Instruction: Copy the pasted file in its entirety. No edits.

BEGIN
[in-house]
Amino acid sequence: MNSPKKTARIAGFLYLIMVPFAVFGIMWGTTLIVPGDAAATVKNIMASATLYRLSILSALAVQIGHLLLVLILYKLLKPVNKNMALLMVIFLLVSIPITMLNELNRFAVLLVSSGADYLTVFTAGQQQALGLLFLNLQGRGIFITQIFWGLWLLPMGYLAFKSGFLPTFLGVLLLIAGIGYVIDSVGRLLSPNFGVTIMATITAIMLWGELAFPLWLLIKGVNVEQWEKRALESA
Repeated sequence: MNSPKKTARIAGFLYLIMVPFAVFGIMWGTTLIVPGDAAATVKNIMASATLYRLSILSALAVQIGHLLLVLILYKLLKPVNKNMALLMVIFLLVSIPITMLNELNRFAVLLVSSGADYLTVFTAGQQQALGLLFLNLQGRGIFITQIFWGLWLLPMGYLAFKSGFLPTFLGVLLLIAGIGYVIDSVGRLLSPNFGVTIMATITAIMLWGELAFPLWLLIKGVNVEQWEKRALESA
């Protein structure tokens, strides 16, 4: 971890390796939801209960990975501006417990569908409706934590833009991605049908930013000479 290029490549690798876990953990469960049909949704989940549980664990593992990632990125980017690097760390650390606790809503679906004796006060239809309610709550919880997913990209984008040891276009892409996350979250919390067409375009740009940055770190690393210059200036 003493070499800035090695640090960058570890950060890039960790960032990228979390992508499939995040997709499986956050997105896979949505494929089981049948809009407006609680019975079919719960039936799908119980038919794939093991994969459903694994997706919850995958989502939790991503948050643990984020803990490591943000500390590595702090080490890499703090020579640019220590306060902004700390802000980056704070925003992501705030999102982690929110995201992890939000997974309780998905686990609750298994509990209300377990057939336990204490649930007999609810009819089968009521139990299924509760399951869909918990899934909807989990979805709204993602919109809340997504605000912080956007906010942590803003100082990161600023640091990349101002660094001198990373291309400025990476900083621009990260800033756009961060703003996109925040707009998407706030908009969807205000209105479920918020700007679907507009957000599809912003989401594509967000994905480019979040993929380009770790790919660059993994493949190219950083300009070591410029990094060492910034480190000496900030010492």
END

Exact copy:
[in-house]
Amino acid sequence: MNSPKKTARIAGFLYLIMVPFAVFGIMWGTTLIVPGDAAATVKNIMASATLYRLSILSALAVQIGHLLLVLILYKLLKPVNKNMALLMVIFLLVSIPITMLNELNRFAVLLVSSGADYLTVFTAGQQQALGLLFLNLQGRGIFITQIFWGLWLLPMGYLAFKSGFLPTFLGVLLLIAGIGYVIDSVGRLLSPNFGVTIMATITAIMLWGELAFPLWLLIKGVNVEQWEKRALESA
Repeated sequence: MNSPKKTARIAGFLYLIMVPFAVFGIMWGTTLIVPGDAAATVKNIMASATLYRLSILSALAVQIGHLLLVLILYKLLKPVNKNMALLMVIFLLVSIPITMLNELNRFAVLLVSSGADYLTVFTAGQQQALGLLFLNLQGRGIFITQIFWGLWLLPMGYLAFKSGFLPTFLGVLLLIAGIGYVIDSVGRLLSPNFGVTIMATITAIMLWGELAFPLWLLIKGVNVEQWEKRALESA
């Protein structure tokens, strides 16, 4: 971890390796939801209960990975501006417990569908409706934590833009991605049908930013000479 290029490549690798876990953990469960049909949704989940549980664990593992990632990125980017690097760390650390606790809503679906004796006060239809309610709550919880997913990209984008040891276009892409996350979250919390067409375009740009940055770190690393210059200036 003493070499800035090695640090960058570890950060890039960790960032990228979390992508499939995040997709499986956050997105896979949505494929089981049948809009407006609680019975079919719960039936799908119980038919794939093991994969459903694994997706919850995958989502939790991503948050643990984020803990490591943000500390590595702090080490890499703090020579640019220590306060902004700390802000980056704070925003992501705030999102982690929110995201992890939000997974309780998905686990609750298994509990209300377990057939336990204490649930007999609810009819089968009521139990299924509760399951869909918990899934909807989990979805709204993602919109809340997504605000912080956007906010942590803003100082990161600023640091990349101002660094001198990373291309400025990476900083621009990260800033756009961060703003996109925040707009998407706030908009969807205000209105479920918020700007679907507009957000599809912003989401594509967000994905480019979040993929380009770790790919660059993994493949190219950083300009070591410029990094060492910034480190000496900030010492």